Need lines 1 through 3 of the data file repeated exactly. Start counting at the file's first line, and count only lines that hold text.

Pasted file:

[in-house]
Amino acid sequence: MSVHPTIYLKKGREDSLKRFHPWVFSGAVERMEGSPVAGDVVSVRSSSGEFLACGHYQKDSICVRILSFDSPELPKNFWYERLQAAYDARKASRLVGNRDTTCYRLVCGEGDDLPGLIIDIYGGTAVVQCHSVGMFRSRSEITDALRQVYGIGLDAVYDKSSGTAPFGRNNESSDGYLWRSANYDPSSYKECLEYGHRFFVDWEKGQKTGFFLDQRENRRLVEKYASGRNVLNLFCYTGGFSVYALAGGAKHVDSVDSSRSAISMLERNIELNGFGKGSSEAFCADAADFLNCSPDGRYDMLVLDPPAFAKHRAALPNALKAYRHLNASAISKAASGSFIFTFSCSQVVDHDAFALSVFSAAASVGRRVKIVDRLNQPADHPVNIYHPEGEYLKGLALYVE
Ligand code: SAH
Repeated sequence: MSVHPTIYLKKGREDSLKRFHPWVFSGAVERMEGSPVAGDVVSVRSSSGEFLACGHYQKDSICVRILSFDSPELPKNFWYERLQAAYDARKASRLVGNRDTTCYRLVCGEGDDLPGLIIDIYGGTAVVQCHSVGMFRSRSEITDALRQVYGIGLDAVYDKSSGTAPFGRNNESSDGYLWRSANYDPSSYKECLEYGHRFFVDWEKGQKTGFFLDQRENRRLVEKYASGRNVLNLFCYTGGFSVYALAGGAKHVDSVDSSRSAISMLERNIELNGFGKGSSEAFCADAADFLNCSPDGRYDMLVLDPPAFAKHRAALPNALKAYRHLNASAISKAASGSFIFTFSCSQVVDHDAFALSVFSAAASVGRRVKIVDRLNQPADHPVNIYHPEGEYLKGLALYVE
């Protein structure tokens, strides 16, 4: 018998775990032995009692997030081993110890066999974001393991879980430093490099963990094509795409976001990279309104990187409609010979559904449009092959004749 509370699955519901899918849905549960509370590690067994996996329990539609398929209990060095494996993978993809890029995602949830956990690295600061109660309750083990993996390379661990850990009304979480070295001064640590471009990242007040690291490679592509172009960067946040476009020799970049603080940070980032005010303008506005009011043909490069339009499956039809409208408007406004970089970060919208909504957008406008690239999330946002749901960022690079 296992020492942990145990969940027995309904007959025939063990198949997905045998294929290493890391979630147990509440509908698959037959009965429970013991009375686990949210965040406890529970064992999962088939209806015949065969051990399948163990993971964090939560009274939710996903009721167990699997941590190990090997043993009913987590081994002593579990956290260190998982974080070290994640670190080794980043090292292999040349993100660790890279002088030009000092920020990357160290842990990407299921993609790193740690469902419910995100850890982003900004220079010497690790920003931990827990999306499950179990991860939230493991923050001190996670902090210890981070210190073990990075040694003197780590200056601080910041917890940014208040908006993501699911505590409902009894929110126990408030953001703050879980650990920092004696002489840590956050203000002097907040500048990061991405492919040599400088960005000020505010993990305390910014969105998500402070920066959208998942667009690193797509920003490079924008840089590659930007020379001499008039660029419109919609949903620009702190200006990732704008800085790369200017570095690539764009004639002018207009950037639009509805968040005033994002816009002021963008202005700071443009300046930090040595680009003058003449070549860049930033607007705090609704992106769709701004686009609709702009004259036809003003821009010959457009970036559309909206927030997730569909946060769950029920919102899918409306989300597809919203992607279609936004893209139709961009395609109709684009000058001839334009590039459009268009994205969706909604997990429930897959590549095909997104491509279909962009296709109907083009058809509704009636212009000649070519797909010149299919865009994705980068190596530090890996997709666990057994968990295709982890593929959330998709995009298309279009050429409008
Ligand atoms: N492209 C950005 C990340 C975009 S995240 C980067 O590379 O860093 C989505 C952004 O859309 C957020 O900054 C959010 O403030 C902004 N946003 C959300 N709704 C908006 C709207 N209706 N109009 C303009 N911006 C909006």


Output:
[in-house]
Amino acid sequence: MSVHPTIYLKKGREDSLKRFHPWVFSGAVERMEGSPVAGDVVSVRSSSGEFLACGHYQKDSICVRILSFDSPELPKNFWYERLQAAYDARKASRLVGNRDTTCYRLVCGEGDDLPGLIIDIYGGTAVVQCHSVGMFRSRSEITDALRQVYGIGLDAVYDKSSGTAPFGRNNESSDGYLWRSANYDPSSYKECLEYGHRFFVDWEKGQKTGFFLDQRENRRLVEKYASGRNVLNLFCYTGGFSVYALAGGAKHVDSVDSSRSAISMLERNIELNGFGKGSSEAFCADAADFLNCSPDGRYDMLVLDPPAFAKHRAALPNALKAYRHLNASAISKAASGSFIFTFSCSQVVDHDAFALSVFSAAASVGRRVKIVDRLNQPADHPVNIYHPEGEYLKGLALYVE
Ligand code: SAH